Die Meinung

Switzerland can regain «tax-appeal» with Swiss trusts

Since 2009, Switzerland lost its dominant position in offshore private banking to competing jurisdictions such as the US, UK and China. With a 100% Swiss trust, some lost ground could be recovered.

Myret Zaki
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It has been a decade-long desert crossing, since Switzerland had to give up its offshore private banking paradigm, together with international banking secrecy in 2009. The shock, initially caused by the U.S. probe into the UBS role in helping Americans avoid taxes, extended to Europe’s assault on Swiss secrecy practices. Swiss banks were in for difficult times, having to ensure regularization of undeclared assets.

Myret Zaki

Myret Zaki started in 1997 as a junior analyst in a Geneva private bank where she learnt the basics of equity research, before joining the daily newspaper «Le Temps» in 2001, where she was in charge of the finance section for 9 years. When the financial crisis broke in 2008, she wrote the investigative book «UBS, am Rande des Abgrunds» (originally published in French as «UBS, les dessous d'un scandale»), for which she received the Schweizer Journalist prize. She joined «Bilan» magazine in 2010 where she became Chief Editor from 2014 to 2019. Between 2010 and 2016, she wrote three other bestselling books, about Swiss banking secrecy, the end of the Dollar reserve status, and the rise of the shadow banking system. She has a Political Science Bachelor from the American University in Cairo and an MBA from the Business School of Lausanne. She is now a freelance columnist and a consultant in influencer and opinion leader strategies.
Myret Zaki started in 1997 as a junior analyst in a Geneva private bank where she learnt the basics of equity research, before joining the daily newspaper «Le Temps» in 2001, where she was in charge of the finance section for 9 years. When the financial crisis broke in 2008, she wrote the investigative book «UBS, am Rande des Abgrunds» (originally published in French as «UBS, les dessous d'un scandale»), for which she received the Schweizer Journalist prize. She joined «Bilan» magazine in 2010 where she became Chief Editor from 2014 to 2019. Between 2010 and 2016, she wrote three other bestselling books, about Swiss banking secrecy, the end of the Dollar reserve status, and the rise of the shadow banking system. She has a Political Science Bachelor from the American University in Cairo and an MBA from the Business School of Lausanne. She is now a freelance columnist and a consultant in influencer and opinion leader strategies.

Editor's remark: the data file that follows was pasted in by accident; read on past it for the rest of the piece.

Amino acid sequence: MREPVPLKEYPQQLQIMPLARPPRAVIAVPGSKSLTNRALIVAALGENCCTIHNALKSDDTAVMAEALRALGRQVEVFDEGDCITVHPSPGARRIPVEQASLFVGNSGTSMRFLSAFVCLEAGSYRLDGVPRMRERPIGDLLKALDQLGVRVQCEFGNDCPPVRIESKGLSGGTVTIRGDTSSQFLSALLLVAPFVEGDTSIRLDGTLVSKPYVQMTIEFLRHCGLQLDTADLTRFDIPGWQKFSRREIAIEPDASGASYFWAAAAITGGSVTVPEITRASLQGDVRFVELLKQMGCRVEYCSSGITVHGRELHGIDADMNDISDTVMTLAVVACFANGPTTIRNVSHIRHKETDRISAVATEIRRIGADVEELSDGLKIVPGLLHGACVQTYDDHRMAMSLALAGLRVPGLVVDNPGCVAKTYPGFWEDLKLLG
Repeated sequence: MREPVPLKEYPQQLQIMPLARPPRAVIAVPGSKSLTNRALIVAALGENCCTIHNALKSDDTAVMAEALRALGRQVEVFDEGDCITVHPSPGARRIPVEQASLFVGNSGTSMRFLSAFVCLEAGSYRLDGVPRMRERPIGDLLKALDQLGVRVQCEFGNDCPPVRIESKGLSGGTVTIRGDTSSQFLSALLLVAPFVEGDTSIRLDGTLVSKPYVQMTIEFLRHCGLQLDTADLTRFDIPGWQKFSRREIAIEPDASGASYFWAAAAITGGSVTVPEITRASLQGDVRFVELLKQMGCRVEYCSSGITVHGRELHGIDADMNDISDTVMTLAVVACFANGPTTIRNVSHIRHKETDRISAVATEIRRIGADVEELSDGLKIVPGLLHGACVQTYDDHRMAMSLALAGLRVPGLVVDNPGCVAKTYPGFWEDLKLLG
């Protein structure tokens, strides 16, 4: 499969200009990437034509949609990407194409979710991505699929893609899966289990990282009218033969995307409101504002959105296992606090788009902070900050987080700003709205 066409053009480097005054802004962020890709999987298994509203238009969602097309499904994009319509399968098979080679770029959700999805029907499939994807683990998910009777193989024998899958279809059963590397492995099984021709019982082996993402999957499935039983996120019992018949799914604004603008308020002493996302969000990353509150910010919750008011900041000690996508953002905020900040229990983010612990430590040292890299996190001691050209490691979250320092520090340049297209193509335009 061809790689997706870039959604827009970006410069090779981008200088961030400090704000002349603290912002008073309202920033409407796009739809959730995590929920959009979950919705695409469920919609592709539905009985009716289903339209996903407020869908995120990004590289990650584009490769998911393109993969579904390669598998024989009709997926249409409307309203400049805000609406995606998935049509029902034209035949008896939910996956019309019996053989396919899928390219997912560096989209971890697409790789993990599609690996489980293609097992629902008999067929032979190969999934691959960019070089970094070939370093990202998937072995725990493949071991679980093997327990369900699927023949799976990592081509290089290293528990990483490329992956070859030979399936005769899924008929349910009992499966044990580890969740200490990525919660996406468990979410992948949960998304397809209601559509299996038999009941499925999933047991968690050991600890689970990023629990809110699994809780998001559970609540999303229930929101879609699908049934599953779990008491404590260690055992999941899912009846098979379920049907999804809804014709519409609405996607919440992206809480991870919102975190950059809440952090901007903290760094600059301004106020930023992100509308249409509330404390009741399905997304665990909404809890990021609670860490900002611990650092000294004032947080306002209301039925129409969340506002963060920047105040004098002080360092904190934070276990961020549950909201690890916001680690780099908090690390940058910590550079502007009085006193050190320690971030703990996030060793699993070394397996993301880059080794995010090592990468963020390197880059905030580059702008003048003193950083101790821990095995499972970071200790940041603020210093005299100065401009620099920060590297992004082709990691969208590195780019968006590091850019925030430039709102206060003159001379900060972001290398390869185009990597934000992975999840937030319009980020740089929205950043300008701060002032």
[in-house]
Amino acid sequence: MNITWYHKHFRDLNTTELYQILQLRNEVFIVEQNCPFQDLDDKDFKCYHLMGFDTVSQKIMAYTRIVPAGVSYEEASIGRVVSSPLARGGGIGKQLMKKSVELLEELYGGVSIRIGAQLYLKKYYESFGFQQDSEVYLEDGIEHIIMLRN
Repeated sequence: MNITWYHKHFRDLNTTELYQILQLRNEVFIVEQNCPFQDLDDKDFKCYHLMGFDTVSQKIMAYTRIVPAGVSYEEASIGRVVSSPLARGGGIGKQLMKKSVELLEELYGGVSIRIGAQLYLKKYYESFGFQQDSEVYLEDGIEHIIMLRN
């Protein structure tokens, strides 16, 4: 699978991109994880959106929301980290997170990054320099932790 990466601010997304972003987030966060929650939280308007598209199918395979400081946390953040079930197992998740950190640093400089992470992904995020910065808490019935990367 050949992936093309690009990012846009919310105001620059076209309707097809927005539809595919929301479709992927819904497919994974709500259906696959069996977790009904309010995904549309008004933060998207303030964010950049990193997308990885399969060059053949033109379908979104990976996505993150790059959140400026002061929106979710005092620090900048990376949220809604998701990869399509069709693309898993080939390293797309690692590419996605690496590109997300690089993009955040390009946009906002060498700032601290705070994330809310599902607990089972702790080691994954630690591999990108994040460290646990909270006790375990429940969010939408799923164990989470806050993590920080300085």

More than 80% of EU assets in Switzerland were undeclared at that time. Millions were paid by private banks to law firms specialized in US or EU taxation rules, to help them get out of the offshore mess. Banks had to ask private clients to declare hidden assets or leave. They had to close legacy accounts. In some instances, they helped clients spend hidden money in Switzerland so as to get rid of the cross-border issue. The most proactive private bankers had seen it coming since 2004 (with the EU withholding tax) and converted clients’ physical person accounts into legal entity structures, domiciled offshore.

Discretionary trusts, in particular, were a sure-fire way to regain confidentiality, but are more expensive. Switzerland had to sign FATCA (Foreign Account Tax Compliance Act), a law unilaterally enforced by the US, that requires all non-US financial institutions to report (to the US Treasury) assets they hold of US persons. The problem is that the definition of US persons is notoriously very wide. Switzerland also capitulated to the automatic exchange of tax information (which became a reality in 2017) and brought all of its practices in line with EU and OECD standards, including in the corporate taxation area.

The US does not comply

The only problem is that meanwhile, big financial centers, such as the U.S, were less eager to comply, themselves, with the international standards they imposed. As of today, the U.S. has signed neiter FATCA nor CRS (the OECD's automatic exchange of information standard). If a Brazilian opens an account at a US bank, it will not report the account to Brazil, unless a request is made (or unless the USA and that country have signed a reciprocal agreement – but very few exist).